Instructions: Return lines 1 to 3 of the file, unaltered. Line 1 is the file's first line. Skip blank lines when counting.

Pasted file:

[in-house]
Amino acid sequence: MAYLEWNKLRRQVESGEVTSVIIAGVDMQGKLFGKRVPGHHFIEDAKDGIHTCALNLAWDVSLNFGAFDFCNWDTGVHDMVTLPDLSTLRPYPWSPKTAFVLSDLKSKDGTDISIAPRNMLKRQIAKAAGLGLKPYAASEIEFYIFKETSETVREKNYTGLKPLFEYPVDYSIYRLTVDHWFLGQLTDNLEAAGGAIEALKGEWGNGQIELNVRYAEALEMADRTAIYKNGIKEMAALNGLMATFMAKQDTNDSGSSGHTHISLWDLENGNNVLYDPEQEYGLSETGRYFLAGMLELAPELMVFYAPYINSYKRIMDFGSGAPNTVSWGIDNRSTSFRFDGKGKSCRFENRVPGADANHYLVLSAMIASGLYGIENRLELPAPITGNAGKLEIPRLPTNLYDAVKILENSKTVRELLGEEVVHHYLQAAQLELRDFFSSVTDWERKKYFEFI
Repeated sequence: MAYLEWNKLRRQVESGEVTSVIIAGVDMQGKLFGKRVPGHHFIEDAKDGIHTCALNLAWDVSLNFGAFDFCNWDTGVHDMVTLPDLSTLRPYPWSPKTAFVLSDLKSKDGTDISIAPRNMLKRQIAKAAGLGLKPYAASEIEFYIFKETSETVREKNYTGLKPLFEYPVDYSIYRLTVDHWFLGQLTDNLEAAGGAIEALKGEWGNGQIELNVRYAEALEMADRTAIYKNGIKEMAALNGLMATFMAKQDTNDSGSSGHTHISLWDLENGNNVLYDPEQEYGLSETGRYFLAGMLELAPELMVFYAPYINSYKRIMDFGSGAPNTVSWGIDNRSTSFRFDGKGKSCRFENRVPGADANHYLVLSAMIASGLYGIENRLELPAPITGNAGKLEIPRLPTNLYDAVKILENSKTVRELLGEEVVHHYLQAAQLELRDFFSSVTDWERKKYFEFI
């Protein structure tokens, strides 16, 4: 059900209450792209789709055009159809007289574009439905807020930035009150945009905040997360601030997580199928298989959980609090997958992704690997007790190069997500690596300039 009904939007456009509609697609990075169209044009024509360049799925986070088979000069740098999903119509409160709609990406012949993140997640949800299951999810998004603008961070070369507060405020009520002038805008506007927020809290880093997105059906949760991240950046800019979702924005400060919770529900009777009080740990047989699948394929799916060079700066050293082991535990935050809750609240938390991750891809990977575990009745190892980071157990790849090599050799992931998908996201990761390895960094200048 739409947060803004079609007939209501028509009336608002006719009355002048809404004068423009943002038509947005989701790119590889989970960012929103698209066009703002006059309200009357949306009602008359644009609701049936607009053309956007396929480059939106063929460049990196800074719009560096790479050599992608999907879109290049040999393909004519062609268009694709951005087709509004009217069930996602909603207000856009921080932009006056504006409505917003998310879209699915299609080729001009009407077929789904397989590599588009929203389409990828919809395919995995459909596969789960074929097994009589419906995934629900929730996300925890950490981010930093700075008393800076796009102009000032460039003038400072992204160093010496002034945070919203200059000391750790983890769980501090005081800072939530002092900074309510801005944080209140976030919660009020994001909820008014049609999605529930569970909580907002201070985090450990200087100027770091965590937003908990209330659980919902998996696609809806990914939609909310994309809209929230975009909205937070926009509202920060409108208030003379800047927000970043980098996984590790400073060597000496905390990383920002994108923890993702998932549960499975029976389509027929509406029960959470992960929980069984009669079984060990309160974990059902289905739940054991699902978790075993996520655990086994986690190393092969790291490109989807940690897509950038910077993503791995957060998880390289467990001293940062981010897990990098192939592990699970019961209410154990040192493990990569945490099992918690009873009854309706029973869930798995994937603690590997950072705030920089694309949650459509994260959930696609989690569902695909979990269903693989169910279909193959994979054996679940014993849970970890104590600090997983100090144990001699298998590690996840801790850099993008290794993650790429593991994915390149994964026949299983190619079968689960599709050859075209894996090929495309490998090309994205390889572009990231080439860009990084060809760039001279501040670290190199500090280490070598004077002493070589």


[in-house]
Amino acid sequence: MAYLEWNKLRRQVESGEVTSVIIAGVDMQGKLFGKRVPGHHFIEDAKDGIHTCALNLAWDVSLNFGAFDFCNWDTGVHDMVTLPDLSTLRPYPWSPKTAFVLSDLKSKDGTDISIAPRNMLKRQIAKAAGLGLKPYAASEIEFYIFKETSETVREKNYTGLKPLFEYPVDYSIYRLTVDHWFLGQLTDNLEAAGGAIEALKGEWGNGQIELNVRYAEALEMADRTAIYKNGIKEMAALNGLMATFMAKQDTNDSGSSGHTHISLWDLENGNNVLYDPEQEYGLSETGRYFLAGMLELAPELMVFYAPYINSYKRIMDFGSGAPNTVSWGIDNRSTSFRFDGKGKSCRFENRVPGADANHYLVLSAMIASGLYGIENRLELPAPITGNAGKLEIPRLPTNLYDAVKILENSKTVRELLGEEVVHHYLQAAQLELRDFFSSVTDWERKKYFEFI
Repeated sequence: MAYLEWNKLRRQVESGEVTSVIIAGVDMQGKLFGKRVPGHHFIEDAKDGIHTCALNLAWDVSLNFGAFDFCNWDTGVHDMVTLPDLSTLRPYPWSPKTAFVLSDLKSKDGTDISIAPRNMLKRQIAKAAGLGLKPYAASEIEFYIFKETSETVREKNYTGLKPLFEYPVDYSIYRLTVDHWFLGQLTDNLEAAGGAIEALKGEWGNGQIELNVRYAEALEMADRTAIYKNGIKEMAALNGLMATFMAKQDTNDSGSSGHTHISLWDLENGNNVLYDPEQEYGLSETGRYFLAGMLELAPELMVFYAPYINSYKRIMDFGSGAPNTVSWGIDNRSTSFRFDGKGKSCRFENRVPGADANHYLVLSAMIASGLYGIENRLELPAPITGNAGKLEIPRLPTNLYDAVKILENSKTVRELLGEEVVHHYLQAAQLELRDFFSSVTDWERKKYFEFI